One standard piece of advice for writers is to write what you know. This column could be described as what I knew, or someone else knew.
That’s because, as has happened here before (and I’ve written about here before), this past weekend struck me as déjà vu combined with not role reversal, but role transferral.
The fact that this was the fourth Hometown Festival Week(s) I’ve witnessed actually had nothing to do with it, because the festival does change incrementally from year to year. (As well as, based on my world premiere appearance in an eating contest, my role in it, it seems.)
Saturday was the Tom Caccia swimming invitational. This event (which some wit called the Polar Bear Invitational after the 58-degree 2013 meet) used to be the swimming conference meet back when Caccia was the coach and Lancaster, Shullsburg, Dodgeville and other communities’ swimming teams were part of Platteville’s conference.
I covered the 1990 conference meet on the way to a surprise birthday party for my mother. (My role was to tell my mother I could not come up to Madison that weekend because of said swim meet. So it wasn’t a complete lie. And, by the way, since it’s the same weekend, happy birthday, Mom.) While I was shooting photos, a woman came up to me and introduced herself as the sister of my new girlfriend. That month, we had progressed from my writing two stories about a Peace Corps volunteer, to running into her repeatedly in a small town, to we-might-as-well-go-on-a-date-even-though-I-know-you’re-going-to-Washington-in-the-fall, to, that day, the beginning of my introduction to the rest of her family, which appeared to comprise at least half of Grant County.
My parents, who came Saturday, have great familiarity with high-school and outdoor swimming, not because of me, but because of my brother, who swam for both our high school and the Monona swim club. (My role, in the days when I had a driver’s license and he didn’t yet, was to get up at the ungodly hour of 8:30 a.m. to pick him up from summer or winter-vacation practice. The horror.) Unlike with their grandchildren, Monona’s opponents were elsewhere in the sprawl that is Madison. So I believe they never had to get up at 4 a.m. to get to a pool in, say, Monroe, Milton or Beloit in time for warmups.
(Saturday’s result, by the way, can be read on page 10A, in a story that may set a world record for the number of times “Prestegard” appears in it.)
Sunday afternoon, we (including aforementioned then-girlfriend, now wife — happy 25th dating anniversary — and mother of said swimmers) wandered into the woods west of Lancaster for the Eagle Scout ceremony of Jonah Barnet of Platteville. The ceremony was on the Wings Over Wisconsin property south of Five Points because that was the site of Barnet’s Eagle Scout project, which you can see on page 12B. (Also present was Max Frommelt, who got his Eagle Saturday. To duplicate Barnet’s location would have required him to have his ceremony in Mound View Park or Harrison Park, where Frommelt’s bat boxes are located.)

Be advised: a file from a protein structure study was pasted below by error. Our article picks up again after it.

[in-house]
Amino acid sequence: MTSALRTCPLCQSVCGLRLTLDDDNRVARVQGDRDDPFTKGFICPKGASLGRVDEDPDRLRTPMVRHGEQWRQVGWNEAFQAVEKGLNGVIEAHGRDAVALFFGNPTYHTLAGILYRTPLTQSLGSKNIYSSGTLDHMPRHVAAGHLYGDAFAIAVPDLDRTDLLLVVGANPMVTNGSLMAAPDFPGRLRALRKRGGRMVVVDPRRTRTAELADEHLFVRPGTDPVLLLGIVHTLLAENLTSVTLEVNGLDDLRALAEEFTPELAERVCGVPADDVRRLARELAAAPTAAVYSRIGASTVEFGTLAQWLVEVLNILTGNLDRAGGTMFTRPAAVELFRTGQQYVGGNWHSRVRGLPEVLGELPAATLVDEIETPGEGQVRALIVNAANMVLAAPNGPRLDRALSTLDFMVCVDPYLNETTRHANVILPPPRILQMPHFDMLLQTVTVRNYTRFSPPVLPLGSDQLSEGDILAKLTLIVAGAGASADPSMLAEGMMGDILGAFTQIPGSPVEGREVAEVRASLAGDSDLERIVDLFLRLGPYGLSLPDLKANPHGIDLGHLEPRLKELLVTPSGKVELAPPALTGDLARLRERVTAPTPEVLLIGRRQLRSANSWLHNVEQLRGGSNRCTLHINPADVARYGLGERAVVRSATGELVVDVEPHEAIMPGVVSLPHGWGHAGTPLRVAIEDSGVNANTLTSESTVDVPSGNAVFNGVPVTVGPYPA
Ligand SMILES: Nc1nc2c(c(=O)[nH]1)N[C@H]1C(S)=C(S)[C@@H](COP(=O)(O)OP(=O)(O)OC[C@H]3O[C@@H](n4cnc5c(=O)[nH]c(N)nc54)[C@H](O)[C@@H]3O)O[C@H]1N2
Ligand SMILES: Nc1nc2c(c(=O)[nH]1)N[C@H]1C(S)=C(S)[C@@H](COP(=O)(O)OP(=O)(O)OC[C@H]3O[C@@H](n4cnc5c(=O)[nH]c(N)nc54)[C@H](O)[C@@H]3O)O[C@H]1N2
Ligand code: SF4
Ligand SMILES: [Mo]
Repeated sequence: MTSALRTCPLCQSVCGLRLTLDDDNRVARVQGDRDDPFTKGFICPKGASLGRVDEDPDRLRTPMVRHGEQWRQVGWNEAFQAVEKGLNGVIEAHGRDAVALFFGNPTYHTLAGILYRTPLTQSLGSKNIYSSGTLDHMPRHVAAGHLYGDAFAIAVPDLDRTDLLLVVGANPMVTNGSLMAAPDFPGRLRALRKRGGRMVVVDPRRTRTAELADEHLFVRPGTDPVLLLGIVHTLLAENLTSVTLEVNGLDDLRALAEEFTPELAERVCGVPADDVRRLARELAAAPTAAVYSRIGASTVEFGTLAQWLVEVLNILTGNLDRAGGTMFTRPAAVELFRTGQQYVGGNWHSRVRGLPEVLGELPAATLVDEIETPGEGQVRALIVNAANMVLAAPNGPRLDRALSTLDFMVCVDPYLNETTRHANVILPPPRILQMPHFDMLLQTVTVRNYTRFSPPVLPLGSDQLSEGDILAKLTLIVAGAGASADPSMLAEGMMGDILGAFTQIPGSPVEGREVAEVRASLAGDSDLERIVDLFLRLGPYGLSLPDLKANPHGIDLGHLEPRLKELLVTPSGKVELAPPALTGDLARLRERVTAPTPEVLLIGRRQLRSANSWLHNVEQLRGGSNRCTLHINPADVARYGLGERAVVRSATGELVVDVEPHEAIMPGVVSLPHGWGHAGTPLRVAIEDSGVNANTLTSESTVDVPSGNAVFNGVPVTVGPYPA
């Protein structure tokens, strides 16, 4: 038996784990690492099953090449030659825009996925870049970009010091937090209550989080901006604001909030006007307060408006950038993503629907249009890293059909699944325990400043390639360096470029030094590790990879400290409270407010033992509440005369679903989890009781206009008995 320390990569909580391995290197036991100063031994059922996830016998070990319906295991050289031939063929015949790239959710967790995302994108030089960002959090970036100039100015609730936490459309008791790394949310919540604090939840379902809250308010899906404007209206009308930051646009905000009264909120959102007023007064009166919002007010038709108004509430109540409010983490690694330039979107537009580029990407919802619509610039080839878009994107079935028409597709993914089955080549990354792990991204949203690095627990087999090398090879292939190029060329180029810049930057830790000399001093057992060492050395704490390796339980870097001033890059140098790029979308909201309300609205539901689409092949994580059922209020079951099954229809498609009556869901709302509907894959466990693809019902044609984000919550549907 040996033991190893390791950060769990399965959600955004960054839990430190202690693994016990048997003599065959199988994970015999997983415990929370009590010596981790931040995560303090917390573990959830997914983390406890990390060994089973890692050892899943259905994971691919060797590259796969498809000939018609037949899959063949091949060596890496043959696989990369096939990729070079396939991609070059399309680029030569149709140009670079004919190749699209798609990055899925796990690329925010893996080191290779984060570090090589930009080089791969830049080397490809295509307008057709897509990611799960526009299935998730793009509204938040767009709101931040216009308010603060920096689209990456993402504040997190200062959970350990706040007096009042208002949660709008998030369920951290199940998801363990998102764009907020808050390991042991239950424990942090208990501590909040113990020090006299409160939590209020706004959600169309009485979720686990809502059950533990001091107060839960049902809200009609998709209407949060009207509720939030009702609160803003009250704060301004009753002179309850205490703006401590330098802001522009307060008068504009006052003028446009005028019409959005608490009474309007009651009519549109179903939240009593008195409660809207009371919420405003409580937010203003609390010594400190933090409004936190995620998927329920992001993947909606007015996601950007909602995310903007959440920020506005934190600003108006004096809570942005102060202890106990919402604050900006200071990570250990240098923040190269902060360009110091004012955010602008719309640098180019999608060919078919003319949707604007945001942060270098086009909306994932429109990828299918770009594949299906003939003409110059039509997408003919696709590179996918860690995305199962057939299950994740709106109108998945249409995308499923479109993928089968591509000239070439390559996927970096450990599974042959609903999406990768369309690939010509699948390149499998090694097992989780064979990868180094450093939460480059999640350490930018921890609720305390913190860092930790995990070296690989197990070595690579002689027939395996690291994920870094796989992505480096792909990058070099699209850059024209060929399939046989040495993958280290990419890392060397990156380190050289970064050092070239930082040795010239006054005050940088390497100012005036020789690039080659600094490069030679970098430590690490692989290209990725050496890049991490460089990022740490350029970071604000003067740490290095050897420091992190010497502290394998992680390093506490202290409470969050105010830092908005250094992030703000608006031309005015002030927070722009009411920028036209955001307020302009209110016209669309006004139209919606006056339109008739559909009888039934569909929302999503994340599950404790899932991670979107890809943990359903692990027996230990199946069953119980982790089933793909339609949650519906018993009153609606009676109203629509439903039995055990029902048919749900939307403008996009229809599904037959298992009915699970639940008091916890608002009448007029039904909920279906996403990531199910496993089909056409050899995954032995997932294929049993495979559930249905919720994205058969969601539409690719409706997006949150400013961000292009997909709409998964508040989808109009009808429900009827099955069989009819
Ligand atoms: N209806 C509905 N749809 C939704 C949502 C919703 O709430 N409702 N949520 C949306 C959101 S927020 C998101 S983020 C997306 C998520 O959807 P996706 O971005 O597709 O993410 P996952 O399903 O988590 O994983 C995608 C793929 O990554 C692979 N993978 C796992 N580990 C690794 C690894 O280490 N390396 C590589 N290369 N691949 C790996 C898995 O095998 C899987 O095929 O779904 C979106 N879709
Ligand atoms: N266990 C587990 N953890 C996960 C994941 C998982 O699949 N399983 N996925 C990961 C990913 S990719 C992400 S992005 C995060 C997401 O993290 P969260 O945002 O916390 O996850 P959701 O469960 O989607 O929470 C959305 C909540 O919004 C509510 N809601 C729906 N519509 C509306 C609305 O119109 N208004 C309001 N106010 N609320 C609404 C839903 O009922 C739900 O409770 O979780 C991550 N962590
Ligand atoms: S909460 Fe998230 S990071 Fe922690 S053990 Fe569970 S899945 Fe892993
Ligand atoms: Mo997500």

Eagle Scout awards may well be the biggest accomplishment in an Eagle Scout’s life to that point. (Though Barnet and Frommelt also have been on NASA’s Vomit Comet, as you read in this newspaper a couple months ago.) It is one of those things in which how you got there is more meaningful than that you got there. Nearly 35 years after I got my Eagle Scout award (a length of time certainly deserving of a #facepalm), I still feel honored to participate in Eagle Scout ceremonies as an Eagle Scout, even one from a year that began with the number 19.
Sunday night, because we just hadn’t done enough this past weekend, we went to the Kids from Wisconsin performance in the Dubuque Arboretum and Botanical Gardens. (Also pictured on page 12B.) I have no connection to the Kids from Wisconsin other than being a trumpet player, and the band has trumpets. But it is cool to have a Platteville native, Arianna Day, in the cast, and two UW–Platteville students, Amanda Frisch and Jacob Brandenburg, in the show.
Frisch and Brandenburg played bass trombone and saxophone, respectively, during “Birdland,” which I played in the UW Marching Band (my bad singing of which impressed an audience member for reasons unclear to me), and a medley from Chicago, which rock-and-roll-fan horn players are required to claim as their most favorite rock band of all time. Day sang, played piano for a Carole King medley, and demonstrated a part of the amazing musical talent Platteville continues to share with the world — in the Kids’ case this year, from Antigo to Lancaster to De Pere to Kenosha.
The Kids will stop moving long enough to perform daily during the Wisconsin State Fair in West Allis in August. (Alice in Dairyland, Teyanna Loether, will be there daily too.) If that isn’t enough of a reason to go, consider two words: Cream puffs. Or two more words: Fried foods.